Minnesota Timberwolves Are Finally Going for It After Rudy Gobert Trade

The Minnesota Timberwolves took the greatest gamble of the offseason on Friday, according to ESPN's Adrian Wojnarowski. They traded for All-Star centre and three-time Defensive Player of the Year Rudy Gobert.

It was worth the exorbitant cost. Gobert reportedly received five players and four future first-round picks, three of which are unprotected.

That's one of the steepest costs in a star trade in recent memory, up there with the Thunder's 2019 picks for Paul George and Russell Westbrook and the Rockets' 2021 pick for James Harden.

Except for George, none of those trades turned out well for the team trading future picks for the talent. Despite the risk, it's impossible to criticise the Timberwolves' decision, and their boldness is remarkable.

After 20 years as doormats, the Timberwolves are suddenly competitive. Marc Lore and Alex Rodriguez bought the team from Glen Taylor with the purpose of turning it around. Early results are promising.

Chris Finch led the Wolves to the playoffs in his first full season as coach and was rewarded with a contract extension. Anthony Edwards, the No. 1 choice in the 2020 draught, is one of the league's fastest-rising stars

Tim Connelly, who created a successful Denver Nuggets organisation, will manage their basketball operations department.

Many teams would feel like they've improved after making all those changes and adding Karl-Anthony Towns to a four-year, $224 million agreement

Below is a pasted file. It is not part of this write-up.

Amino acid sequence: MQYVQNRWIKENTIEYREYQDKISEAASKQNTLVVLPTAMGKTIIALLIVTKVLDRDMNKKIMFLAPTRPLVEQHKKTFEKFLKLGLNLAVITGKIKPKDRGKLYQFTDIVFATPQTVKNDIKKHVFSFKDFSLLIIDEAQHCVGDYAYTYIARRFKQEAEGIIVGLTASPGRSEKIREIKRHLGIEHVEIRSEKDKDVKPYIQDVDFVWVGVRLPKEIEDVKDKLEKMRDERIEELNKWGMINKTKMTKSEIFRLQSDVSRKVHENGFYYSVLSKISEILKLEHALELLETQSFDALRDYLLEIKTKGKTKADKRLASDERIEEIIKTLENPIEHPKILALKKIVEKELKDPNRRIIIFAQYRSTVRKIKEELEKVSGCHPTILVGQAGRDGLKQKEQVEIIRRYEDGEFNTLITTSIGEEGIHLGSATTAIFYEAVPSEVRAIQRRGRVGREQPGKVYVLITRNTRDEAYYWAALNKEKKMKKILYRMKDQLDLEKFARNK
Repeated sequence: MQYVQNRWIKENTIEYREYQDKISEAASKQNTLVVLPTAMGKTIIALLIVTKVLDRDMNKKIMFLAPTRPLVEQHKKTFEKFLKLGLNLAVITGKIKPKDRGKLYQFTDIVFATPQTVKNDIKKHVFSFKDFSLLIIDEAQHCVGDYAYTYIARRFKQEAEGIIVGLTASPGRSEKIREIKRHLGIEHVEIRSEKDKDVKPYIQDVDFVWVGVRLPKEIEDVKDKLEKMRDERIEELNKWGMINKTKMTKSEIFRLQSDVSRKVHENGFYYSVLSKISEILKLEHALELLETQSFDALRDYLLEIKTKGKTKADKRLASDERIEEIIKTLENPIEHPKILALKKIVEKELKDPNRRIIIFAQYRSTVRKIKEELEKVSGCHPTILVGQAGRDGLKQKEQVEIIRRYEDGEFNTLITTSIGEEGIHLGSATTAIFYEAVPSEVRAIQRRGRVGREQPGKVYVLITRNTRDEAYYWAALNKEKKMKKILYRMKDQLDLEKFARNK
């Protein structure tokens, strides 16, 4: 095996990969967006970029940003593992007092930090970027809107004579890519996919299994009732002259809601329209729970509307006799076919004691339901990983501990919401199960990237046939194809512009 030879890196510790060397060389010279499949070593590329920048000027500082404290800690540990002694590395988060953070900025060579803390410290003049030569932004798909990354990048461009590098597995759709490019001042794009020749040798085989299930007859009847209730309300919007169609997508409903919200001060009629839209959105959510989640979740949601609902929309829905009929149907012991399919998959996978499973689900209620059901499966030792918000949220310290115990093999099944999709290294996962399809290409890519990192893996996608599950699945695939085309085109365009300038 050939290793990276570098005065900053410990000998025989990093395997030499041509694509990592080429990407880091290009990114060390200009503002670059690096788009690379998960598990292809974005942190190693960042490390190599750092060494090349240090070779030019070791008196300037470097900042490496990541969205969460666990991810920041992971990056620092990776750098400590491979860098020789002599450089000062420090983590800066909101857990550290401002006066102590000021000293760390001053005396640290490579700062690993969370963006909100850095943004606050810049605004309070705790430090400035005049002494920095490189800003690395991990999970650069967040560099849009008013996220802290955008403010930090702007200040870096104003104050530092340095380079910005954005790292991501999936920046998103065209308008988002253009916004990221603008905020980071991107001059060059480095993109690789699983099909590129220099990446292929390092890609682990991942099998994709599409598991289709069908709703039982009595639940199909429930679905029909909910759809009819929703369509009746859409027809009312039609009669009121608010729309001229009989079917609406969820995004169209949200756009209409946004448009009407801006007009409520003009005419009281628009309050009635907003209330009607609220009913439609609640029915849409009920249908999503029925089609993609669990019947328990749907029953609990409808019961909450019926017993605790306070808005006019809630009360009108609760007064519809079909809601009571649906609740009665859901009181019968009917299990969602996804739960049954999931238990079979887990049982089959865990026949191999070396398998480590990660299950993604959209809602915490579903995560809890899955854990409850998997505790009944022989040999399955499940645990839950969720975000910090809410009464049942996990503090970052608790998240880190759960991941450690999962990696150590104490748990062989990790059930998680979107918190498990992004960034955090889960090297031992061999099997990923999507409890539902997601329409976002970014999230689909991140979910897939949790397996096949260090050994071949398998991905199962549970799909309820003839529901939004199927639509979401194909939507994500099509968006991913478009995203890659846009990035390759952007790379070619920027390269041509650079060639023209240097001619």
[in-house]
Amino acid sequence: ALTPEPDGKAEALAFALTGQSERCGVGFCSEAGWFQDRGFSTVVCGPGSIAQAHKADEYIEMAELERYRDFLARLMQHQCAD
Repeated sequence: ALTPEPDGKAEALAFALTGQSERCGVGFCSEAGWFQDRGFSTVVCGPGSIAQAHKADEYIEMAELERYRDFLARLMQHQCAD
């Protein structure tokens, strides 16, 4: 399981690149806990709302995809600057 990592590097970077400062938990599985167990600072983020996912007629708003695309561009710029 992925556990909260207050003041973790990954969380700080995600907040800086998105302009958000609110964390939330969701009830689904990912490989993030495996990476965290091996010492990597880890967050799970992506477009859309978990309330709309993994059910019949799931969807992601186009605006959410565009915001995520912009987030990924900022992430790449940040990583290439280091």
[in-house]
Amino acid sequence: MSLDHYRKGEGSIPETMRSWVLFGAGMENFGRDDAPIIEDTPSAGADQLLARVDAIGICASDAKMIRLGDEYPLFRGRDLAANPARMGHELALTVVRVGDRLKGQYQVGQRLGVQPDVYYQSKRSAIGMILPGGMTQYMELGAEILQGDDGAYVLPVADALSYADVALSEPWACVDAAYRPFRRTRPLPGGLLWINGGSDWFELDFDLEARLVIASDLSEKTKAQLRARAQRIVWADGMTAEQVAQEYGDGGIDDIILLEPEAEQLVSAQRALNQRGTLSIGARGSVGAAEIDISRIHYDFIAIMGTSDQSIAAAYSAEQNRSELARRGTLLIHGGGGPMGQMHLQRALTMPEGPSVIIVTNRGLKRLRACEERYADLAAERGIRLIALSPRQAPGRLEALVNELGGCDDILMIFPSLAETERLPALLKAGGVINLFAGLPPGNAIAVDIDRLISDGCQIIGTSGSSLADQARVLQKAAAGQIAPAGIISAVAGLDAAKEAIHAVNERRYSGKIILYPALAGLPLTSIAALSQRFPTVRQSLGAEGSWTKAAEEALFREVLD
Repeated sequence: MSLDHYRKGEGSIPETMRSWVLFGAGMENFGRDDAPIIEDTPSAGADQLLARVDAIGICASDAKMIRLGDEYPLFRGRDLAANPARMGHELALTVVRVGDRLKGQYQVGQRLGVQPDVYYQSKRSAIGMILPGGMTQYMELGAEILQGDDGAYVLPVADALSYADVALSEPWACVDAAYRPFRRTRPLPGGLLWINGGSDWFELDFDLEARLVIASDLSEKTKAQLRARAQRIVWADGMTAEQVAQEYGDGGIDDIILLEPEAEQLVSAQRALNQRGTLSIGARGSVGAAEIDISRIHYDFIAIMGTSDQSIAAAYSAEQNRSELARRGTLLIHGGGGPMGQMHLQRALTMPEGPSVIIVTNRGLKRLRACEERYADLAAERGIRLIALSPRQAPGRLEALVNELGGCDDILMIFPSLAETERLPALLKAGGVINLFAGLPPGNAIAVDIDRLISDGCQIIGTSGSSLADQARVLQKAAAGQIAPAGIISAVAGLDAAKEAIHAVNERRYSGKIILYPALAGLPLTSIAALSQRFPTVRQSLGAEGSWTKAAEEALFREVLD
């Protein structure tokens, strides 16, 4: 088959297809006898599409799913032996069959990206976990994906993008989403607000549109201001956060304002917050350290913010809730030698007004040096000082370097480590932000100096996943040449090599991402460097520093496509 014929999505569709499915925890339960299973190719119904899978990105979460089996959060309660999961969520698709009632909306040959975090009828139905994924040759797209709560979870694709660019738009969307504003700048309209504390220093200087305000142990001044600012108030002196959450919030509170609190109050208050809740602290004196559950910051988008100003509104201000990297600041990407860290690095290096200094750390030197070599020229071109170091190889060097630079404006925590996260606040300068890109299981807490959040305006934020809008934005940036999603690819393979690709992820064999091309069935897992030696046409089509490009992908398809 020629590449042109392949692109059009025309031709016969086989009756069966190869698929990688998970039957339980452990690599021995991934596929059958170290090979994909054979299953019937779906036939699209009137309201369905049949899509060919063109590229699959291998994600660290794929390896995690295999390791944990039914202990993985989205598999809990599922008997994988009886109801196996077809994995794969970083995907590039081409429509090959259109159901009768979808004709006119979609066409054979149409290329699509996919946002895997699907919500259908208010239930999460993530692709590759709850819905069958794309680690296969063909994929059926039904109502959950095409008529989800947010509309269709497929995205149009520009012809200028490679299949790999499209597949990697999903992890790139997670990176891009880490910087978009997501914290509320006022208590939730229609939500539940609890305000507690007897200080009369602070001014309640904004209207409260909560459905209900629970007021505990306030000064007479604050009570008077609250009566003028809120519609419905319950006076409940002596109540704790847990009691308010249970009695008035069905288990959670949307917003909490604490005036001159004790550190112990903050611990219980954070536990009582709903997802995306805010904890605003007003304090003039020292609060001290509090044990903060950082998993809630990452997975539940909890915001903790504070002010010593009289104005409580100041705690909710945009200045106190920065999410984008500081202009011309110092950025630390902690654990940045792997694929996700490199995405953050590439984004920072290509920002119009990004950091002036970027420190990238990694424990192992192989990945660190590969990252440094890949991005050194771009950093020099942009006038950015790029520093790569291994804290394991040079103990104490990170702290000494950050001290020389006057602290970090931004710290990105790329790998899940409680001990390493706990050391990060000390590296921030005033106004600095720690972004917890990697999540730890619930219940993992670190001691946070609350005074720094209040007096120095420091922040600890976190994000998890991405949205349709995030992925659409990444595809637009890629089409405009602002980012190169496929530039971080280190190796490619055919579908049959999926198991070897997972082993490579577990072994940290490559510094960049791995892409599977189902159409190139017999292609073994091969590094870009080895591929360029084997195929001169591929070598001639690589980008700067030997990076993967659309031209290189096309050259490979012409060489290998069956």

Getting Gobert, even for what they had to give up, is Connelly's first bet on his new team. Too many teams fear betting on themselves.

Since Kevin Garnett's departure in 2007, numerous Timberwolves teams have fizzled. Injuries and terrible draught picks derailed the Kevin Love-Ricky Rubio era.

The Towns-Andrew Wiggins combination briefly returned to the playoffs under Tom Thibodeau and Jimmy Butler before Butler wore out his welcome and forced a trade in 2018-19

Thibodeau was sacked the same year, and the organisation plummeted back to oblivion until Edwards' arrival.

Minnesota finally has a nice thing going post-Garnett that isn't a fluke. Edwards will only grow better, and Towns is one of the most offensively skilled big men in the league at 26.

They have a good coach and a new basketball executive with a proven track record in Denver. Despite a first-round playoff exit, the Timberwolves organisation is optimistic about the future.

Now was the moment to act. Slowing Edwards' development while holding on to draught picks would have been sensible, and Connelly might have adopted a careful approach while learning his new job. He recognised a chance to raise the Wolves' ceiling and took it.

Gobert is Towns' ideal frontcourt counterpart on paper. His superior rim protection can cover for Towns' defensive flaws, and Towns' varied offence can make it harder for opponents to play Gobert off the floor like they did the last few years in Utah

Not simply a famous name, but a near-perfect match to a reluctant franchise cornerstone.

At worst, this is a playoff team, which the Timberwolves haven't been since the Garnett and Marbury days. If Connelly's bet that Gobert and Towns fit well together and Edwards becomes a superstar in a couple years, all of those picks will be in the 20s.

Swinging isn't a "no-brainer." It's a danger that might set back the franchise for a decade. It's impossible to dislike a team that sees an opportunity and says "screw it."